Recent anonymous changes go (IMO) too far in the direction of drawing attention to, or repeating the content of, Lehman's website. This is not the job of an encyclopedia. It is also (IMO) not appropriate for Wiki to provide a running commentary on the state of an ongoing academic debate, or to provide a forum for anonymous contributions to that debate (e.g. "those whose epistemology requires a more positivistic treatment of the source material"). If someone wants to know what is on Lehman's website, no doubt including the latest news on recordings and scholarly opinions, they would be best served by following the external link to it.

--Tdent 16:35, 29 October 2005 (UTC)

This makes sense to me and I took out the paragraph giving commentary and expansion of Lehman's idea. Jeremy J. Shapiro 17:02, 29 October 2005 (UTC)
Thanks. I made a few changes to the same section with the intention of covering more aspects of the question (eg transposition of some pieces, pitch standard) without greatly lenghtening it. --Tdent 18:28, 29 October 2005 (UTC)
Seems to me like you've done excellent work -- plus this was fascinating to me personally. Jeremy J. Shapiro 18:35, 29 October 2005 (UTC)


The section on tuning is in desperate need of formatting from someone who knows the topic. The wikisyntax leaves something to be desired, and the writing needs to be converted into more coherent, paragraph-based explanation. —thames 17:17, 21 February 2006 (UTC)

Since I wrote it I would like to know what is wrong with its current format and 'wikisyntax', and how making it 'paragraph-based' would improve it relative to the present form. Is there a guide to good/mediocre/bad syntax? Whoops - sig missing - here: --Tdent 17:09, 25 April 2006 (UTC)

in addition...I'm a professional tuner, 30+ yrs..i'm also a musician..for much longer. i believe if, as many state, the little loops at top of title page signify a tuning procedure..notice there are 5 loops w/ two little loops. those 5 are your sharps/accidentals. So...start your well-tempered tuning in/on F, then go to its 5th, C, then G, then D, give them each one beat per sec lower than pure 5th. That is, sounding the F and C together, tune the C one beat lower than a pure 5th. Go on to the C/G interval and do the same, lower the G one beat below the pure 5th. Like wise, on G/D...then D/A, A/E, E/B, tune them pure, no beats, then B/F#, F#/C#, C#/G#, G#/D#, D#/A#, give them each 2 beats per sec, lower than pure... And there you have it..No charge for my work/input. This time. Disclaimer: i'm just reading from the paper/title page, i've no idea if this would work or how it might sound. good luck!! — Preceding unsigned comment added by (talk) 23:17, 21 November 2012 (UTC)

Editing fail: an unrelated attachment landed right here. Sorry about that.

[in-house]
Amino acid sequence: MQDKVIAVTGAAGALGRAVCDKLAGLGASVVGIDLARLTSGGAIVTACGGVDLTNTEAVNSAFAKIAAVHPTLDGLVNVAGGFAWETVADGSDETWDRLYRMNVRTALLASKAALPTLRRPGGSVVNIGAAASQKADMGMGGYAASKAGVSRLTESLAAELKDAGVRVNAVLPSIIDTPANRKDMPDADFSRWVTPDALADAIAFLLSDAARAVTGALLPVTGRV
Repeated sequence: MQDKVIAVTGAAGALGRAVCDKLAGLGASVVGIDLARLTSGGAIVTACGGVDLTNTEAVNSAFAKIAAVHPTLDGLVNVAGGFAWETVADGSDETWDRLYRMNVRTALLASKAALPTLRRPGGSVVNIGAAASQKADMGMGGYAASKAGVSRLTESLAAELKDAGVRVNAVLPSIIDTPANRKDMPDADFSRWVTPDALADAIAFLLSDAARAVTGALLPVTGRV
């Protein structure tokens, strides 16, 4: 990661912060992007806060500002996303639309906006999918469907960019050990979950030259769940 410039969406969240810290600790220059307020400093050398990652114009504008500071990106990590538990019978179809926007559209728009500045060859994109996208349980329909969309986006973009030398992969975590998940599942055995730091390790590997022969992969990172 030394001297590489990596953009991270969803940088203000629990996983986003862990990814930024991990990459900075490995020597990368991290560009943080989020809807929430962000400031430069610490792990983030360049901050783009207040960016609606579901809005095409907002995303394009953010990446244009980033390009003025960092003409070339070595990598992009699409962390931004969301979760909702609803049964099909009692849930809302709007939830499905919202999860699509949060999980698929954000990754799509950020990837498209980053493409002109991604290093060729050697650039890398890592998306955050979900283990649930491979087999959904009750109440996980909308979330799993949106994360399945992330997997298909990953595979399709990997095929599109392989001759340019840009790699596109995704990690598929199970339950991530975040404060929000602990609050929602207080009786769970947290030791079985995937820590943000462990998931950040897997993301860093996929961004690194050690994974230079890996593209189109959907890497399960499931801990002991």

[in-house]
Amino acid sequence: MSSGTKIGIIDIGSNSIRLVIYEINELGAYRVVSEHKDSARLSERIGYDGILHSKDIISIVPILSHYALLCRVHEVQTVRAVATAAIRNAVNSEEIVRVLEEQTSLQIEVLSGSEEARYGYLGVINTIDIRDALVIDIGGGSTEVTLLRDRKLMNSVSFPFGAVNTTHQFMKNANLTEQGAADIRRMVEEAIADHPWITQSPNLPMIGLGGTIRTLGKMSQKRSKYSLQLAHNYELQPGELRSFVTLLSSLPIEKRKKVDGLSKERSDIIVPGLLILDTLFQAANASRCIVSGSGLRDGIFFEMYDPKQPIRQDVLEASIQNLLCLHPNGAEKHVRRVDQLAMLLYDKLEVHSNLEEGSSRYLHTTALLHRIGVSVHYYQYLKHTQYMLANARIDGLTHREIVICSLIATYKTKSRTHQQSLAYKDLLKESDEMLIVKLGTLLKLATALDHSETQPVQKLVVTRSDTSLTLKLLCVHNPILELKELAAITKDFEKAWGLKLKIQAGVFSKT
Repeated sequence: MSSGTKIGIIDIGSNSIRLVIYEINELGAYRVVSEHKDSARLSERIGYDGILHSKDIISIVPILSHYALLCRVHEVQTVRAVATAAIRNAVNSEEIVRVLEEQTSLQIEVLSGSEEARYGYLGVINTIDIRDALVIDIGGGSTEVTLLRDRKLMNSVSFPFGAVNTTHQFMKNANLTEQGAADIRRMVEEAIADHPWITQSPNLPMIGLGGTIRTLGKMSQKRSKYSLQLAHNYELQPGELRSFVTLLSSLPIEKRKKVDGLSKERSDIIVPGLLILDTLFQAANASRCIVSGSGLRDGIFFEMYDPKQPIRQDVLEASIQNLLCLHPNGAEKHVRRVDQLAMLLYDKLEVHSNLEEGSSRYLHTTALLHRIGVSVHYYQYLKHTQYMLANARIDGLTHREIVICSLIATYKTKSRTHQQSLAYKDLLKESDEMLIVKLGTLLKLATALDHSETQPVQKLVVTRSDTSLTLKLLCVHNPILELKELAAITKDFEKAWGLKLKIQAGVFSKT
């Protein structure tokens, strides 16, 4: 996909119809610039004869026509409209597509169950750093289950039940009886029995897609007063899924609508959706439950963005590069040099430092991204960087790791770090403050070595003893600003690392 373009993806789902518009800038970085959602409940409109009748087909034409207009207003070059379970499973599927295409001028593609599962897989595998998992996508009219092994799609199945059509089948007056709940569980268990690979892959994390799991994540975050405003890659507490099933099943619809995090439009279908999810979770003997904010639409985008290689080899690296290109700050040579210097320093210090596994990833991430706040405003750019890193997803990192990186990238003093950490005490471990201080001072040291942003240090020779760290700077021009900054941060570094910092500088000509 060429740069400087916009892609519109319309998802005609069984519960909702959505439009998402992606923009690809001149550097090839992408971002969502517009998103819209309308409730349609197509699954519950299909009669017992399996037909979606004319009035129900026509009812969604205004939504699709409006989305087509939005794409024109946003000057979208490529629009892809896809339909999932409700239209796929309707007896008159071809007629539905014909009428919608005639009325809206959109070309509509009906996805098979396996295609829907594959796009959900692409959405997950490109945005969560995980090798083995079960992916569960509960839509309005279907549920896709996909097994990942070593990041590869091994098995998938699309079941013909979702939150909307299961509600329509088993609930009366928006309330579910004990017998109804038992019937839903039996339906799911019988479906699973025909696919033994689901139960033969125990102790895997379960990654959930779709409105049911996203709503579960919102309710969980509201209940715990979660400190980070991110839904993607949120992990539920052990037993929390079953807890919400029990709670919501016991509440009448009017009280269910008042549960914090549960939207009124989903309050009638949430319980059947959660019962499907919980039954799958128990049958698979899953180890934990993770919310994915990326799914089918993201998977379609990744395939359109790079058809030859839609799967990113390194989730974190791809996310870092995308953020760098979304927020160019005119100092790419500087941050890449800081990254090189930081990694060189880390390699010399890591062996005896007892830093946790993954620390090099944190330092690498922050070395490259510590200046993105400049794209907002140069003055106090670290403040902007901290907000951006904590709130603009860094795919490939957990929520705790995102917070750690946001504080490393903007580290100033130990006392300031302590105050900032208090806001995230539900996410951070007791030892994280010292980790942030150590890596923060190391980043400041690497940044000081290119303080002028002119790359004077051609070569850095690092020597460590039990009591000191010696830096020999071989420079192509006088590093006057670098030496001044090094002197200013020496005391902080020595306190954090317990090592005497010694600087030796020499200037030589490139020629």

Noise in the Recording[edit]

The audio file for the a minor Prelude and Fugue has lots of weird noises in it. Is it just me? weixifan 12:18, 9 December 2006 (UTC)

I assume all the musical recordings in this article are in equal-temperament. What a shame given all the talk about non-equal temperament. Angry bee (talk) 06:28, 23 June 2009 (UTC)

Goodall quote - 'published' ?[edit]

The Howard Goodall quotation referring to the 'publication' in 1722 is simply incorrect, if not wilfully ignorant, and contradicts the rest of the article which says the first publication was in 1801. This point is quite important since it shows that Bach's keyboard music was mostly not published but rather circulated in manuscript among his pupils and general musical circle. --Tdent 11:50, 25 July 2007 (UTC)

Fixed count[edit]

Under "Composition History," changed mention of "24 pairs" to "12 pairs" of preludes & fugues in each book; apparently this was a typo or faulty math. —Preceding unsigned comment added by (talk) 04:59, 5 October 2007 (UTC)

Oops -- it was my math that was wrong, sorry! 12 keys (c..b) x 2 (major/minor) = 24 pieces, each one containing a prelude and fugue. —Preceding unsigned comment added by (talk) 05:05, 5 October 2007 (UTC)